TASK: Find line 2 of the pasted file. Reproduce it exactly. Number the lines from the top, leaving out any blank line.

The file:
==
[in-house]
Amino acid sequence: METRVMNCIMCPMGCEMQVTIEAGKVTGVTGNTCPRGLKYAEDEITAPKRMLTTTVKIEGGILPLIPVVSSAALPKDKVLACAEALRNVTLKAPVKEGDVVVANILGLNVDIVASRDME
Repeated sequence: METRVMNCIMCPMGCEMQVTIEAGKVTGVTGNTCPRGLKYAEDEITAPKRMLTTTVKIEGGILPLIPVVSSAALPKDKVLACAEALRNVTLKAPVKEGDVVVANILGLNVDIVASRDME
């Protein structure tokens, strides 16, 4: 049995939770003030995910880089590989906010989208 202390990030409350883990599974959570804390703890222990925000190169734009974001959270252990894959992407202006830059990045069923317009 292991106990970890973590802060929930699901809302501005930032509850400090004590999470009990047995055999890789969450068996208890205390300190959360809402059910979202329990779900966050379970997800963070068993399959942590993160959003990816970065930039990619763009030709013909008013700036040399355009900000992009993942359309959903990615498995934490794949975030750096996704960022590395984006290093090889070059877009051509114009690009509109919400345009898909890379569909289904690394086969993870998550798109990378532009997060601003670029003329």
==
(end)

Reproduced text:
Amino acid sequence: METRVMNCIMCPMGCEMQVTIEAGKVTGVTGNTCPRGLKYAEDEITAPKRMLTTTVKIEGGILPLIPVVSSAALPKDKVLACAEALRNVTLKAPVKEGDVVVANILGLNVDIVASRDME